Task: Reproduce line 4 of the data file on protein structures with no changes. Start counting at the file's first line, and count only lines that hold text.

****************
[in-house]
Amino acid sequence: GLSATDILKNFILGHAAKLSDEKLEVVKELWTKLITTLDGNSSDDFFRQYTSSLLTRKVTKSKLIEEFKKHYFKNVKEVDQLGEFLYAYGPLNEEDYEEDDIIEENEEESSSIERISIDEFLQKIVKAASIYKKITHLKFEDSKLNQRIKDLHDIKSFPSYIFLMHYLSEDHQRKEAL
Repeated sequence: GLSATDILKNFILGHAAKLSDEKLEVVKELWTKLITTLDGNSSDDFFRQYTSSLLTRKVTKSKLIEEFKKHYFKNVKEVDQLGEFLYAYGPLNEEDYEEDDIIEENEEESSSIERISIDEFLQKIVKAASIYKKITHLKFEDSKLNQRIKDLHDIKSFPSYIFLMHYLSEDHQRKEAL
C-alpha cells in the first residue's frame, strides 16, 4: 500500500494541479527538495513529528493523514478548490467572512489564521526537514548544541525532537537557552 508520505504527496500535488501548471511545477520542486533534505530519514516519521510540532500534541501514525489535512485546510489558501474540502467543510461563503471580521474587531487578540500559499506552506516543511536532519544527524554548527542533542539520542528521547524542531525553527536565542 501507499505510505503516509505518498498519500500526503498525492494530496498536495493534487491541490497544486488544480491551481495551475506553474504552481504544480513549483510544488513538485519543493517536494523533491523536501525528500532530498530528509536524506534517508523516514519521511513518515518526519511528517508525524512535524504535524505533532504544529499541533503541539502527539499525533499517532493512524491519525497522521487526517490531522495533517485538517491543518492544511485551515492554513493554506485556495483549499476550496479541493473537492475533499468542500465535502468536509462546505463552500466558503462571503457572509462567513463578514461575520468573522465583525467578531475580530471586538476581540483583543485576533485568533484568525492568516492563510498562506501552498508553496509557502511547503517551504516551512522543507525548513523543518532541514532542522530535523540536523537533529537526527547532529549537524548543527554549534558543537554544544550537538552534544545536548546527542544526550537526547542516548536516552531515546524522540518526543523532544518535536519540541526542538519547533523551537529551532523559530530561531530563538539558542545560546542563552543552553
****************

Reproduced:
C-alpha cells in the first residue's frame, strides 16, 4: 500500500494541479527538495513529528493523514478548490467572512489564521526537514548544541525532537537557552 508520505504527496500535488501548471511545477520542486533534505530519514516519521510540532500534541501514525489535512485546510489558501474540502467543510461563503471580521474587531487578540500559499506552506516543511536532519544527524554548527542533542539520542528521547524542531525553527536565542 501507499505510505503516509505518498498519500500526503498525492494530496498536495493534487491541490497544486488544480491551481495551475506553474504552481504544480513549483510544488513538485519543493517536494523533491523536501525528500532530498530528509536524506534517508523516514519521511513518515518526519511528517508525524512535524504535524505533532504544529499541533503541539502527539499525533499517532493512524491519525497522521487526517490531522495533517485538517491543518492544511485551515492554513493554506485556495483549499476550496479541493473537492475533499468542500465535502468536509462546505463552500466558503462571503457572509462567513463578514461575520468573522465583525467578531475580530471586538476581540483583543485576533485568533484568525492568516492563510498562506501552498508553496509557502511547503517551504516551512522543507525548513523543518532541514532542522530535523540536523537533529537526527547532529549537524548543527554549534558543537554544544550537538552534544545536548546527542544526550537526547542516548536516552531515546524522540518526543523532544518535536519540541526542538519547533523551537529551532523559530530561531530563538539558542545560546542563552543552553